When enabling channel encryption between the application and SQL Server, users may wonder what encryption algorithm is being used to protect their data. Unfortunately, this isn't an easy question to answer and here's why.
SQL Server (both 2005 and 2000) leverages the SChannel layer (the SSL/TLS layer provided by Windows) for facilitating encryption. Furthermore, SQL Server will completely rely upon SChannel to determine the best encryption cipher suite to use. Incidently, a
is a set of cryptographic algorithms that specifies the algorithm for key exchange, encryption, and message authentication (
). What the best cipher suite to use is negotiated by SSL/TLS and depends upon the cipher suites supported by the OS on the client and the server. This negotiation is described in this white paper,
, but simplistically it can be described as:
Determine the highest level protocol mutually supported by the client and the server.
The currently recognised protocols are, from highest to lowest: TLS1.1, TLS1.0, SSL3.0, SSL2.0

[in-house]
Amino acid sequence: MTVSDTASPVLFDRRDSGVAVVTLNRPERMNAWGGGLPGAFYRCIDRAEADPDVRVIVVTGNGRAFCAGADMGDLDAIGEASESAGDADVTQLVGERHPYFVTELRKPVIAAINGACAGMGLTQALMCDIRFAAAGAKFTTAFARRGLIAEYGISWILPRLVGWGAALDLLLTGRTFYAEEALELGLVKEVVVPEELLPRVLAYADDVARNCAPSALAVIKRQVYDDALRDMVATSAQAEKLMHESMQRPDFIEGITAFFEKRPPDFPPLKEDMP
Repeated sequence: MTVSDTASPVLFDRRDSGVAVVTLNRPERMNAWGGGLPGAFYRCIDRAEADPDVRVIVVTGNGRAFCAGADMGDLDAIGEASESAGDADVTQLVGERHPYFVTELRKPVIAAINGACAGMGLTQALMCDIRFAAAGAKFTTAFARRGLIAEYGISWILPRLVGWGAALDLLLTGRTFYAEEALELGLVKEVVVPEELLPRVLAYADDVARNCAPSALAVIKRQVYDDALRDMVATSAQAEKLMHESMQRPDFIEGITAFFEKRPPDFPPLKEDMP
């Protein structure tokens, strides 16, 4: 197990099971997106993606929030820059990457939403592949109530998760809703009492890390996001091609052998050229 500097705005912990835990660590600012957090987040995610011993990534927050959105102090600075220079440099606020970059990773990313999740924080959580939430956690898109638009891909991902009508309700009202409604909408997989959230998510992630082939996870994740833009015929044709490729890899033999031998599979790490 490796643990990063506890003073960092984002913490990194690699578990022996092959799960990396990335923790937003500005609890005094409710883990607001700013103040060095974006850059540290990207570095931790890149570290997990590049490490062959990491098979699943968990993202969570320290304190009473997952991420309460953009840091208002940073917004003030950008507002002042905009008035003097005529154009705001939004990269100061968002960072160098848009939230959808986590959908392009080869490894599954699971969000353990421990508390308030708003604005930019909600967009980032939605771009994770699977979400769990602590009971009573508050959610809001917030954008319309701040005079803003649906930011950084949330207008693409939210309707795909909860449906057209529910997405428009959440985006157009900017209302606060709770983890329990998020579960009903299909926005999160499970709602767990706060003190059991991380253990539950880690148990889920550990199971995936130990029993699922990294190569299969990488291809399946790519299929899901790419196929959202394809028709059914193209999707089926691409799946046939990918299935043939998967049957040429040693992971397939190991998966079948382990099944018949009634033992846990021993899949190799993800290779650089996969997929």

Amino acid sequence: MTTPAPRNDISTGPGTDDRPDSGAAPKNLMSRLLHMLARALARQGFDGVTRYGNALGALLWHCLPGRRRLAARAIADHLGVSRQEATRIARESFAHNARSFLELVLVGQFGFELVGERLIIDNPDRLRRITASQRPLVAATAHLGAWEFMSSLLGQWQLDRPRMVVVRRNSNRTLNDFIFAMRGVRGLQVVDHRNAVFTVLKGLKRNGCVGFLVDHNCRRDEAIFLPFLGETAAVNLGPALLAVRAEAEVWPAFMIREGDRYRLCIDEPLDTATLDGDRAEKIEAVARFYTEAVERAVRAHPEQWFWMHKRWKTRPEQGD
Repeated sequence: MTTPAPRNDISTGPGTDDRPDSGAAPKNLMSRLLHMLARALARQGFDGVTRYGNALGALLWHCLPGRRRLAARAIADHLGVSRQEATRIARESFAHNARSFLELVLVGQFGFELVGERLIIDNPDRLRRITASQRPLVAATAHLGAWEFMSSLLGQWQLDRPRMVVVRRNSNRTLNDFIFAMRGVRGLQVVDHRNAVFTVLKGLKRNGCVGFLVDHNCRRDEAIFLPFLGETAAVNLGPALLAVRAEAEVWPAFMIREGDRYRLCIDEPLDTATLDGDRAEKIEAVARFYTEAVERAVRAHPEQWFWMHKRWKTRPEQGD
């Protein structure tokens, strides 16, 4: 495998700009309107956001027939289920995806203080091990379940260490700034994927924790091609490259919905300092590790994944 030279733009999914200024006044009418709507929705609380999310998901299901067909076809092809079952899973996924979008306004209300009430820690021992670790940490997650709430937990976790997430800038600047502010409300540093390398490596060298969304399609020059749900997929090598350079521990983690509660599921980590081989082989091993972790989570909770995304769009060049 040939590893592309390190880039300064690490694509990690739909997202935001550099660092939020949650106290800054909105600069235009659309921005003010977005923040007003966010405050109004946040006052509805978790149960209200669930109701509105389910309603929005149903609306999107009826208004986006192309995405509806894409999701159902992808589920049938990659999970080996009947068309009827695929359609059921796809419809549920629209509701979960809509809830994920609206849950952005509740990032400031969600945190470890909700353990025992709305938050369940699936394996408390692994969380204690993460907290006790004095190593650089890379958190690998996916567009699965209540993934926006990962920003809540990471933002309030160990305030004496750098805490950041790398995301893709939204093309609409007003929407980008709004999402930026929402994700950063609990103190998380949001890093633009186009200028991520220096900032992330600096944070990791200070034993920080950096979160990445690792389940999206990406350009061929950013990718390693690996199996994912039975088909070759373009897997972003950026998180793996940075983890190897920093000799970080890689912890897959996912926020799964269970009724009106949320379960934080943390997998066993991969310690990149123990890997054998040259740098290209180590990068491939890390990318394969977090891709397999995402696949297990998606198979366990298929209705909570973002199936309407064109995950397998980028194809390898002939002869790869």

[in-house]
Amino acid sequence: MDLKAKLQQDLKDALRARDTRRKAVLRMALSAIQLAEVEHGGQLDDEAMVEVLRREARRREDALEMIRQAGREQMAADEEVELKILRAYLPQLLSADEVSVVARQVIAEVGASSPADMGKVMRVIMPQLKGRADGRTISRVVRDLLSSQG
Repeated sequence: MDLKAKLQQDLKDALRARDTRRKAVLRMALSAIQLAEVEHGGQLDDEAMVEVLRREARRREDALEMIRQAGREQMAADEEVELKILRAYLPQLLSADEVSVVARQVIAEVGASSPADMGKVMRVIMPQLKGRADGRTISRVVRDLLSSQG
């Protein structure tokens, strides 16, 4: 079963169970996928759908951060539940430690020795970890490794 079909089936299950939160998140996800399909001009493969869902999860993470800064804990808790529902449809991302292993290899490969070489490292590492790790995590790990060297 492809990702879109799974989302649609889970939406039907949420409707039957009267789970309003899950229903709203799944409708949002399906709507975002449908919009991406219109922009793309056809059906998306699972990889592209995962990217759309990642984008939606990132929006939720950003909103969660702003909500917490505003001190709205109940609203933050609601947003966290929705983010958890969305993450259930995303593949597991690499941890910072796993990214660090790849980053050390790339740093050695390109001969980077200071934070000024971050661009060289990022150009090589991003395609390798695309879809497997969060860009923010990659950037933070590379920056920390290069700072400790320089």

The client will provide the server with a list of its cipher suites from the negotiated protocol
The server will chose the strongest cipher suite that it is able to support from the client's list.
Unfortunately, I have been unable to locate a reference providing a list of cipher sutes for each OS. When I do find a reference, I will update this posting.
One last thing. Some of you may be cuious to know if there is a way to influence the cipher suites that are used for channel encryption. While there is nothing you can do at the SQL Server level, you can do something at the OS level as descrbed in this KB article,
. I don't expect that this is something that most of you will want or need to do. If you're concerned about the cipher suites used because of FIPS compliance, then please refer to this article instead:
SQL Server Protocols
Disclaimer: This posting is provided "AS IS" with no warranties, and confers no rights